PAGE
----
A small section of the new property large enough for four portables was cleared, and the school began in the new location. By the time the entire block was cleared, enough families had moved into the district to necessitate the addition of two portables. Double sessions were held to accommodate the increased enrollment. F.C. Jackson was still principal and still dividing his time between two schools.
In 1919 another two portables were added making a total of eight one room buildings. The enrollment had risen to 290 pupils. Mr. Frank Peterson was assigned as head teacher that year and acted as a teacher and principal for the first few months until another teacher was assigned to the staff. At that time Mr. Peterson took on the duties of a full time principal.
With a steadily increasing student population it became obvious that “real” school was needed. In 1919, district architect Floyd Naramore, who had recently assumed his position as architect for the district, began the design for a new school. In June a bond issue was passed which enabled the district to proceed on the construction of a number of badly needed school buildings throughout the city.
The original building was designed as a flat-roofed, U-shaped, one-story block, which wrapped around a one-and-one-half story block projecting from the center of the front elevation, housing an auditorium. A one-story frame wing on the interior of the U, facing north, enclosed a play area. Identical entry halls flanked the central auditorium block. Offices were located in the corner of the U, near the entry halls, with classrooms flanking both sides of corridors extending along the risers of the U. The concrete building was faced with a red tapestry brick laid in a running bond. All detailing was in a white cast stone. The entries each featured a pair of glazed and paneled doors and transoms with ornamental iron fans. The one-story structure was designed in the Georgian style, like many of Naramore’s school buildings constructed throughout the following decade.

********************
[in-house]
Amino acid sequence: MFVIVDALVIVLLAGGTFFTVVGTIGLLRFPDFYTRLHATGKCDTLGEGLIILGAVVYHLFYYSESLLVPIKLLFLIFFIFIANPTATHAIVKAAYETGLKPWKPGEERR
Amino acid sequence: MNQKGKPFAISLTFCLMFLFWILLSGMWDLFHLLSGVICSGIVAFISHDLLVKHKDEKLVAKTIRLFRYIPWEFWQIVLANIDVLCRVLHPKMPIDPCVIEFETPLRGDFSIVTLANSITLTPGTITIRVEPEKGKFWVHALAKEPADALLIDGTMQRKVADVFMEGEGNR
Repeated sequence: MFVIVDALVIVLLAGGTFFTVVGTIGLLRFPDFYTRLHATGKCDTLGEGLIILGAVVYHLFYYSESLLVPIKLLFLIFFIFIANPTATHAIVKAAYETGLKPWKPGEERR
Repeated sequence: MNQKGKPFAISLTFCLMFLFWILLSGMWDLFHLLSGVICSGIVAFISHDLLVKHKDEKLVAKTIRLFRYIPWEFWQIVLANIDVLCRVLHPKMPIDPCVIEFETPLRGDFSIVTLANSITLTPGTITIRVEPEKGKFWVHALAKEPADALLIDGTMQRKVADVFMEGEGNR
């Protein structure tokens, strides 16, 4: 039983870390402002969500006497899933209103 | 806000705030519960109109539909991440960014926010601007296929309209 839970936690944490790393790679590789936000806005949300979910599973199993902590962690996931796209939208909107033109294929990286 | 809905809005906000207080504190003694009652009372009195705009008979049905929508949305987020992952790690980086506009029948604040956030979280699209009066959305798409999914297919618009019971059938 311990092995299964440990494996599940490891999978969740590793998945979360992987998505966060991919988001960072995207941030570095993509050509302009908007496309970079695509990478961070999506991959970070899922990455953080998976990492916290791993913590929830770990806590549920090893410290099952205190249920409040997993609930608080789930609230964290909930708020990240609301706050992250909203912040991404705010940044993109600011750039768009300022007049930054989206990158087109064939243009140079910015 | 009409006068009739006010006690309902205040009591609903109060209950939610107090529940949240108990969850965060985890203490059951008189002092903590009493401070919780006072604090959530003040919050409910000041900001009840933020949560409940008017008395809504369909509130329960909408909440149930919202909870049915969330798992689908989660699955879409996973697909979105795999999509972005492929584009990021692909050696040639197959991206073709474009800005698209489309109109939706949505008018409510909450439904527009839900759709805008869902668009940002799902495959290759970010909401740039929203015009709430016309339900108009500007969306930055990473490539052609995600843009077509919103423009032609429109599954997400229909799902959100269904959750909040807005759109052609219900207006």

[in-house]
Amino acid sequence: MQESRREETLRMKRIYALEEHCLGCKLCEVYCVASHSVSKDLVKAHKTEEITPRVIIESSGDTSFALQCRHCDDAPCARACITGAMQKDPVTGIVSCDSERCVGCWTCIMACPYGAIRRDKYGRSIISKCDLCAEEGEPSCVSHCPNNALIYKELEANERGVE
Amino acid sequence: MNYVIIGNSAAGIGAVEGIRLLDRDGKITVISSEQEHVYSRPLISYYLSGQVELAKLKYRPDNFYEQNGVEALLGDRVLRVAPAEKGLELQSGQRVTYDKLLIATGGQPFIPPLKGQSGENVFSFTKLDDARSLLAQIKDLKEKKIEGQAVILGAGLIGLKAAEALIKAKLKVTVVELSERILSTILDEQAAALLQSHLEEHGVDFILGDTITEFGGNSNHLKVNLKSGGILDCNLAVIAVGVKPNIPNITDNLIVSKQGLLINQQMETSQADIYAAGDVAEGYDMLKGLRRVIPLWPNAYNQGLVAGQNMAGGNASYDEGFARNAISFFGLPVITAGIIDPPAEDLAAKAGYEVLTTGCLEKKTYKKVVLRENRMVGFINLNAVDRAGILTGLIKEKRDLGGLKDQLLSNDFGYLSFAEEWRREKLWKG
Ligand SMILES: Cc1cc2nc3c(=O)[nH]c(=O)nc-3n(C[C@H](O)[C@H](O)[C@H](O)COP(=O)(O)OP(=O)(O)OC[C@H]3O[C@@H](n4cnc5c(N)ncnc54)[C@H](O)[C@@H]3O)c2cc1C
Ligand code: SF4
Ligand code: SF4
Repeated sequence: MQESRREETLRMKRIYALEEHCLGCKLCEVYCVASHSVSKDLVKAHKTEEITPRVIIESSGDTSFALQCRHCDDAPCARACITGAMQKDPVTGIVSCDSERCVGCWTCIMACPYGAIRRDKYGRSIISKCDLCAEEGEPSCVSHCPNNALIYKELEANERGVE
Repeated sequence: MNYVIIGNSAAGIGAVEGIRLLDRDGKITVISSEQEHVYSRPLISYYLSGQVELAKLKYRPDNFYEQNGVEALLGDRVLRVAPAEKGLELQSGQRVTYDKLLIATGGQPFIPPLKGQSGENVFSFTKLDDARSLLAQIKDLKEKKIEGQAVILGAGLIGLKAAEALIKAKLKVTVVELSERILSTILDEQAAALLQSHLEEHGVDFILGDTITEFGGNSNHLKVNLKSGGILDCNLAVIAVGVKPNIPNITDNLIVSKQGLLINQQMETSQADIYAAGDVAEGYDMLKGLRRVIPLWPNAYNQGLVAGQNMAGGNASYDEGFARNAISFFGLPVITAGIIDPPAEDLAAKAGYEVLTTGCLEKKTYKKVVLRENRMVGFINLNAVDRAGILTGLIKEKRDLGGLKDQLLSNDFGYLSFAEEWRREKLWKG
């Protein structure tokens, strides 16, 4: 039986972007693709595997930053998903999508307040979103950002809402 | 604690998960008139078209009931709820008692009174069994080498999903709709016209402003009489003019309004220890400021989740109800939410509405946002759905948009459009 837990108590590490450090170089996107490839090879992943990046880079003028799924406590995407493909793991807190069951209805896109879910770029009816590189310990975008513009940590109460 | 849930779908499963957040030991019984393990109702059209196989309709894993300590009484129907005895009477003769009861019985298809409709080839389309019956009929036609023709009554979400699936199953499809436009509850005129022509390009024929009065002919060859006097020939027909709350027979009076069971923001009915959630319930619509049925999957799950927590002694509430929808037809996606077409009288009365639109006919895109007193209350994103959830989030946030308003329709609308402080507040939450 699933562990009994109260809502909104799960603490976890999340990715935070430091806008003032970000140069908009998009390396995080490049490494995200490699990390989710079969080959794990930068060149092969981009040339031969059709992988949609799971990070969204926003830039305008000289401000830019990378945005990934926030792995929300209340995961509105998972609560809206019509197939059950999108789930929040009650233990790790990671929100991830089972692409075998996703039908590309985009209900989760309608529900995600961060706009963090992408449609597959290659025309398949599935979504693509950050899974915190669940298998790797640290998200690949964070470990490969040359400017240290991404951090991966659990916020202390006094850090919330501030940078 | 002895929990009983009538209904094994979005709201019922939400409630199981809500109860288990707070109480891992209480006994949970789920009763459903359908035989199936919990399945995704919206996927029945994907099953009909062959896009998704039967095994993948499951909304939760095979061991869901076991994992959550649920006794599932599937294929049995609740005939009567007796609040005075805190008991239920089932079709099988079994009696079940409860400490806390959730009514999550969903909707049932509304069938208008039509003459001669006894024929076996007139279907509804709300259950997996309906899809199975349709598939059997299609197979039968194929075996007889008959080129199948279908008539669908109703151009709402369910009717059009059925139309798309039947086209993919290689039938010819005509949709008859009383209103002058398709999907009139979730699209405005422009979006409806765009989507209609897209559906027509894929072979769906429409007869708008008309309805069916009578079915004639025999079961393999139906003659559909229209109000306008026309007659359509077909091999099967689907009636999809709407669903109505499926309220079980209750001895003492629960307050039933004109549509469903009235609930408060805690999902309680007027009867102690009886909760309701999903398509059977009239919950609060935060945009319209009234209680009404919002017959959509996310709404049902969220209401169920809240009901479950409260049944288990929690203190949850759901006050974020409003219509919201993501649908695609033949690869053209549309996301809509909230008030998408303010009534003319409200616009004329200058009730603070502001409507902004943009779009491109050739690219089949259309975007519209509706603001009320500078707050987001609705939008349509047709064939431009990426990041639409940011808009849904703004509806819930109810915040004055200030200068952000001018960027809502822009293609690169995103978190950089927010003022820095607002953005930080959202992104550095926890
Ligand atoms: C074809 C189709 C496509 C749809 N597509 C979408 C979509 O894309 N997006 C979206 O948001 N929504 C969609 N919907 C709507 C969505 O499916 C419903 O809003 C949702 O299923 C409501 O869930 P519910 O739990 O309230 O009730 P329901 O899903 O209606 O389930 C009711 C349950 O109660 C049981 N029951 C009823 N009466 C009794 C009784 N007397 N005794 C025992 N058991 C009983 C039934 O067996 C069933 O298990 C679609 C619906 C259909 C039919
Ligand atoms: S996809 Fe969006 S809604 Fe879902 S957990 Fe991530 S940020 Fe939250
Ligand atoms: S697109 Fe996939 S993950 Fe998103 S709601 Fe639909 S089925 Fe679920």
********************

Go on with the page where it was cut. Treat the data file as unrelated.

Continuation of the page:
Alumni like to point out that Highland Park was one of the few Seattle schools that had a lunchroom and kitchen totally separate from the auditorium. In the early ‘30’s hot lunches cost a dime and included a hot dish, fruit, milk, soup and a cookie. The original lunchroom and kitchen were across from the auditorium in what is now a kindergarten room and stockroom.
Mr. Virgil Smith, who became principal in 1920, had the privilege of being the first principal in the new building which was completed in 1921. That was the year seventh grade was added; the following year saw the addition of an eighth grade. For the first two years after completion of the building there was no home economics or manual training department. Through the efforts of one of the members of the PTA, a petition was drawn up and after the necessary signatures had been secured, it was presented to the School Board. As a result of this action two teachers were added to the staff and the two departments opened.